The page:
Located in Egypt’s Sinai Peninsula, St. Catherine’s Monastery is “one of the world’s oldest monasteries and a UNESCO World Heritage Site.” The site has been occupied by monks since the 4th century, but the monastery was formally established in 6th century the Byzantine Emperor Justinian. Thanks to its remote location, the Monastery has been able to preserve one of the world’s most important libraries holding 4,559 manuscripts dating from the 4th to the 19th century in 13 languages, covering a wide range of topics (Bible, liturgy, hagiography, patristics, spirituality, and history, classical poetic, scientific and philosophical texts). Widely recognized as “the world’s oldest continually operating library, the manuscript holdings of St. Catherine’s Monastery represent an unparalleled resource to study the history and literature of the Eastern Mediterranean from late antiquity until early modernity.”
Started in February 2018, the digitization of 1,172 Arabic and Syriac (400,000 pages) should be completed in March 2022. The second phase of the project will focus on digitizing Greek, Georgian, Slavonic and other languages 3,387 codices (1.1 million pages).
At the time of our visit, a total of 660 manuscripts in Arabic, Syriac, Greek, Aramaic, Turkish, Coptic and Latin were accessible via the following categories:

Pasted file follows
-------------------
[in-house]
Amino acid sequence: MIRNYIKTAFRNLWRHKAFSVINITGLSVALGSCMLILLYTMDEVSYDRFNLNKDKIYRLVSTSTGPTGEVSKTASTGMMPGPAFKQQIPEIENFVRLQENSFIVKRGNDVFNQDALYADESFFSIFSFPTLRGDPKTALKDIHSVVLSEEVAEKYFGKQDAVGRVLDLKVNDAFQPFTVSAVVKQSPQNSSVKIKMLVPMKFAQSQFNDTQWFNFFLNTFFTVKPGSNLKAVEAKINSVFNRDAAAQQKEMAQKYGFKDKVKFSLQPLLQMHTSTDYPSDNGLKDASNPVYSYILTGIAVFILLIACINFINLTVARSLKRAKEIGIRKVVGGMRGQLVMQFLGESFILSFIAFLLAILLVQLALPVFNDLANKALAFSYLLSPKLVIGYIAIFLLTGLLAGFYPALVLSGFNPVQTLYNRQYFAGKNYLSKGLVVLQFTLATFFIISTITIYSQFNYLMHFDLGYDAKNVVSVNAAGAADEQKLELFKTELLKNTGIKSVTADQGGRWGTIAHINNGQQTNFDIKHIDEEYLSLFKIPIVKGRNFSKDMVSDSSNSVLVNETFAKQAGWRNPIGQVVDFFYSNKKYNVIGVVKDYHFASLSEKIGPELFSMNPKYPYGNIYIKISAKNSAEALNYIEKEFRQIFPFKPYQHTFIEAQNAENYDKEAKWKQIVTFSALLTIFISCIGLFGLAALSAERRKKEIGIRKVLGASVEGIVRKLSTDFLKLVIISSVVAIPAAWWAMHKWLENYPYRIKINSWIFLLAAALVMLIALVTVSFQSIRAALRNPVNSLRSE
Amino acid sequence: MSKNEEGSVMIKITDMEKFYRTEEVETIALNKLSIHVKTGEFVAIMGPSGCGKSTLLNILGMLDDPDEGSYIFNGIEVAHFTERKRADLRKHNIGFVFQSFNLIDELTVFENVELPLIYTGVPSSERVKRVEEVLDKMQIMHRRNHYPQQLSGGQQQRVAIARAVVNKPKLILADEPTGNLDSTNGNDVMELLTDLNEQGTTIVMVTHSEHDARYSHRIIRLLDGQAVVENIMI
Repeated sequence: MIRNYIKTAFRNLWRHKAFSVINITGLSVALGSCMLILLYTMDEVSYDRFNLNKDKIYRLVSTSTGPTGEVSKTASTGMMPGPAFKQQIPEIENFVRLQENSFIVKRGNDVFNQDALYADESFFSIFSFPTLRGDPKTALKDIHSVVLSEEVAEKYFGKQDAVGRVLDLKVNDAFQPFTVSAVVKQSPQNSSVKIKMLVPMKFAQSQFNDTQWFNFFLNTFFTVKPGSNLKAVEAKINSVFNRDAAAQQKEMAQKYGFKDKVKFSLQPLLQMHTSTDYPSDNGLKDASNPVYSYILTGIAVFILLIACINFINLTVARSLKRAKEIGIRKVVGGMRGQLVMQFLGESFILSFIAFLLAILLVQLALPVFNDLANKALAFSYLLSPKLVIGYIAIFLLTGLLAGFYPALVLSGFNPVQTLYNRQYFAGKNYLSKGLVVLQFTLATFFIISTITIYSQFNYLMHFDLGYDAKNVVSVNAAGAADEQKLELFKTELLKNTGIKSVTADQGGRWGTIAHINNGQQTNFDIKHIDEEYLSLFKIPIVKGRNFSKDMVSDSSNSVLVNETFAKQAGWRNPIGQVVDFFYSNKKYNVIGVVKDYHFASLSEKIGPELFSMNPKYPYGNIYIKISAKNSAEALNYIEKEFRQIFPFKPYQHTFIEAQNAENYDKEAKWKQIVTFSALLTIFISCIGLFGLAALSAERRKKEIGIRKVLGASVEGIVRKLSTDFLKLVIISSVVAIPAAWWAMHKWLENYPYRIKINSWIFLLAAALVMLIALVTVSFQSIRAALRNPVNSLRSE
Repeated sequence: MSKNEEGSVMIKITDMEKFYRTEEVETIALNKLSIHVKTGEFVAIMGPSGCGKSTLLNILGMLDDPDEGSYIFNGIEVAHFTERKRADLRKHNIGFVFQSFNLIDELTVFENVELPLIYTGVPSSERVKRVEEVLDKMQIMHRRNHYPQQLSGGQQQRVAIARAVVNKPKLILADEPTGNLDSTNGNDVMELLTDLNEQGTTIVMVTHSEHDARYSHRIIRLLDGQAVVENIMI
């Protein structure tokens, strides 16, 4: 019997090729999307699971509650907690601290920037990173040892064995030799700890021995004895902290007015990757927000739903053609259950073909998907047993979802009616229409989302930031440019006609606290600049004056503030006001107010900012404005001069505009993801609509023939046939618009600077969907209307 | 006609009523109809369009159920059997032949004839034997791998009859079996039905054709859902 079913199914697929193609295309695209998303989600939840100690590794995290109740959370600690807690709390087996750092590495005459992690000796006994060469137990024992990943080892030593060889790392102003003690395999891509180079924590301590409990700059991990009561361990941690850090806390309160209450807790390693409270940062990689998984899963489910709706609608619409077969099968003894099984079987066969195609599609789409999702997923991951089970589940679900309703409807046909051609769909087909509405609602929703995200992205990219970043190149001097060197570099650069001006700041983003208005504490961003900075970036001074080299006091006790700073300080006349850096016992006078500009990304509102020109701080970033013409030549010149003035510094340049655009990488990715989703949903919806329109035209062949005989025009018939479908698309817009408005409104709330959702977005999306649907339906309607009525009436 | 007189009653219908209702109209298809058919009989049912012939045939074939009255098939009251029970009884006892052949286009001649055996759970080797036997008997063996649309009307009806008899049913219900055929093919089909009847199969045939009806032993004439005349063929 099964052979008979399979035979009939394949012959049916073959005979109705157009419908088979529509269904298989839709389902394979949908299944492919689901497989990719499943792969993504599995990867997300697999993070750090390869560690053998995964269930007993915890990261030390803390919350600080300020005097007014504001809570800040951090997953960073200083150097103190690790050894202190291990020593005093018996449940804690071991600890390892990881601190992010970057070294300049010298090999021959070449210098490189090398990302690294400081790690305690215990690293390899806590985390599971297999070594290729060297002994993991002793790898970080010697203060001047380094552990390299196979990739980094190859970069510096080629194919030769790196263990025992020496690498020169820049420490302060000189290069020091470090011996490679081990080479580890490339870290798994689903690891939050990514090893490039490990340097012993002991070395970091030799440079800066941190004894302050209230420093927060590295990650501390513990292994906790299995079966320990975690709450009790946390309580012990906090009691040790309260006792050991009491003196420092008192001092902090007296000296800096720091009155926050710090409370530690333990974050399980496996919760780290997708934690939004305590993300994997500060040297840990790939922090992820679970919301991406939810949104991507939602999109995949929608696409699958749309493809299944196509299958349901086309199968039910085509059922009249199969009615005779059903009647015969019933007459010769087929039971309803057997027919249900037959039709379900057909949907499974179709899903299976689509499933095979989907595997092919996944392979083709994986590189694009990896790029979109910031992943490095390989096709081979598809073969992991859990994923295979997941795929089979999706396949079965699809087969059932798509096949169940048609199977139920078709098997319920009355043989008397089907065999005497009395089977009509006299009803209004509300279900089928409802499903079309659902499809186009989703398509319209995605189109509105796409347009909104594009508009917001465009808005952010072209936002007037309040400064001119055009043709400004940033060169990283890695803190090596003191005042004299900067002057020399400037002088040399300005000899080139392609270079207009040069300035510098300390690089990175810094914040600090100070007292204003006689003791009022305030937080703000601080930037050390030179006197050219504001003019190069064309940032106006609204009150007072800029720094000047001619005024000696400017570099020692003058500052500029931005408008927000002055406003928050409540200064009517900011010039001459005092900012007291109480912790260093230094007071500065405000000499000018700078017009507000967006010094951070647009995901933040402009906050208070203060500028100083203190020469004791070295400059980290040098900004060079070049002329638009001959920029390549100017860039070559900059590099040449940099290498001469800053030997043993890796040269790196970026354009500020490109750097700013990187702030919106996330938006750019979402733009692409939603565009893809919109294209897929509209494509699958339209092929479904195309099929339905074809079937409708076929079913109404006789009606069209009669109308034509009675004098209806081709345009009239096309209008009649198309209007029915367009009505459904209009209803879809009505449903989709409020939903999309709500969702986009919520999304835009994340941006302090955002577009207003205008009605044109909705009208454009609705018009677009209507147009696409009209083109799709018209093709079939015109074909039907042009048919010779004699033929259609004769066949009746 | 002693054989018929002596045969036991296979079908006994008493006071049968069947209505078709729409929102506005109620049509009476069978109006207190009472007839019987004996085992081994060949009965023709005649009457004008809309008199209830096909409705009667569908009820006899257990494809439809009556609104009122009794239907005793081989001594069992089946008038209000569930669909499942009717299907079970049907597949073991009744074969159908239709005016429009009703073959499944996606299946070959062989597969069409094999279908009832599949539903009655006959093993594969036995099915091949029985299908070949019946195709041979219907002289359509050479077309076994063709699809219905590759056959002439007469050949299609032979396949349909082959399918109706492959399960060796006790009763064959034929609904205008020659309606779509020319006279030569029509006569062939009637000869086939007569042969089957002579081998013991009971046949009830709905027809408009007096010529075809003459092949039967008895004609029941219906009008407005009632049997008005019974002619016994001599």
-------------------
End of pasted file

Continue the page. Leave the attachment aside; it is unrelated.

- All manuscripts
- Arabic manuscripts (469 holdings)
- Syriac manuscripts (199 holdings)
- Dated manuscripts
- Historical works
- Biblical texts
Within each category, holdings can be filtered by genre (the majority of the manuscripts fall into the liturgical and biblical texts genres), date (ranging from 501 to 1900), writing system (the large majority of manuscripts are written in Arabic and Syriac), script (Naskh being the most used calligraphy in this collection), codicological features (colophon, decorations, marginal notes, etc.), support (paper or parchment), form (all of them are codices), and names. Results are displayed either in list or gallery view:
Please note that access to digital versions of manuscripts is conditioned to the creation of a free account. Once logged in, you may open records and view the manuscripts in the custom-made viewer:
Records include bibliographical and codicological information on the codex as well as references. A good variety of reading options are available as shown below:
The Sinai Manuscripts Digital Library benefits from the contributions of worldwide digital imaging scientists and technicians, conservators, consulting scholars, librarians, program managers, and software designers. The first phase received funding from the Ahmanson Foundation, Arcadia, the Museum of the Bible Scholar’s Initiative, and the Steinmetz Family Foundation.
For more information about conservation, digitization standards and methods and rights to use images, please see the About page.